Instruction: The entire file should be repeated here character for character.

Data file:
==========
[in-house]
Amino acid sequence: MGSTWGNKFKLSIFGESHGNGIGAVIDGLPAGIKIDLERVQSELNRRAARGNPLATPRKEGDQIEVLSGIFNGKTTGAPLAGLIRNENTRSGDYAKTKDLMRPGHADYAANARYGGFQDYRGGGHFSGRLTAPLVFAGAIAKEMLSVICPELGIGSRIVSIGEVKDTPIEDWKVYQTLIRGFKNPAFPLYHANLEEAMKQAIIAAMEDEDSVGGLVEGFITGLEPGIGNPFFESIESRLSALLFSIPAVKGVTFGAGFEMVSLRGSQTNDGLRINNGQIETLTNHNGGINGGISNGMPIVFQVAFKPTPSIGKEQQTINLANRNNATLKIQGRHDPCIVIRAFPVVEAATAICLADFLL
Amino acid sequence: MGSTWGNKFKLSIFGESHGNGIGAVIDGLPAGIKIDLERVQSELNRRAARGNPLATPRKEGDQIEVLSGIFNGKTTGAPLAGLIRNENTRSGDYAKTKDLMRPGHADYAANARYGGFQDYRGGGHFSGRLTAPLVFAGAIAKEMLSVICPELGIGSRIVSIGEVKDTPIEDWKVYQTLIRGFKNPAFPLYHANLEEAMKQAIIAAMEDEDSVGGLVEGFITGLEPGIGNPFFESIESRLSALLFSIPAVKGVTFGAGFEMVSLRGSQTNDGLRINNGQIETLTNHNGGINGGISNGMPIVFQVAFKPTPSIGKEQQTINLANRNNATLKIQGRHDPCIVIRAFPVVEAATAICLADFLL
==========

[in-house]
Amino acid sequence: MGSTWGNKFKLSIFGESHGNGIGAVIDGLPAGIKIDLERVQSELNRRAARGNPLATPRKEGDQIEVLSGIFNGKTTGAPLAGLIRNENTRSGDYAKTKDLMRPGHADYAANARYGGFQDYRGGGHFSGRLTAPLVFAGAIAKEMLSVICPELGIGSRIVSIGEVKDTPIEDWKVYQTLIRGFKNPAFPLYHANLEEAMKQAIIAAMEDEDSVGGLVEGFITGLEPGIGNPFFESIESRLSALLFSIPAVKGVTFGAGFEMVSLRGSQTNDGLRINNGQIETLTNHNGGINGGISNGMPIVFQVAFKPTPSIGKEQQTINLANRNNATLKIQGRHDPCIVIRAFPVVEAATAICLADFLL
Amino acid sequence: MGSTWGNKFKLSIFGESHGNGIGAVIDGLPAGIKIDLERVQSELNRRAARGNPLATPRKEGDQIEVLSGIFNGKTTGAPLAGLIRNENTRSGDYAKTKDLMRPGHADYAANARYGGFQDYRGGGHFSGRLTAPLVFAGAIAKEMLSVICPELGIGSRIVSIGEVKDTPIEDWKVYQTLIRGFKNPAFPLYHANLEEAMKQAIIAAMEDEDSVGGLVEGFITGLEPGIGNPFFESIESRLSALLFSIPAVKGVTFGAGFEMVSLRGSQTNDGLRINNGQIETLTNHNGGINGGISNGMPIVFQVAFKPTPSIGKEQQTINLANRNNATLKIQGRHDPCIVIRAFPVVEAATAICLADFLL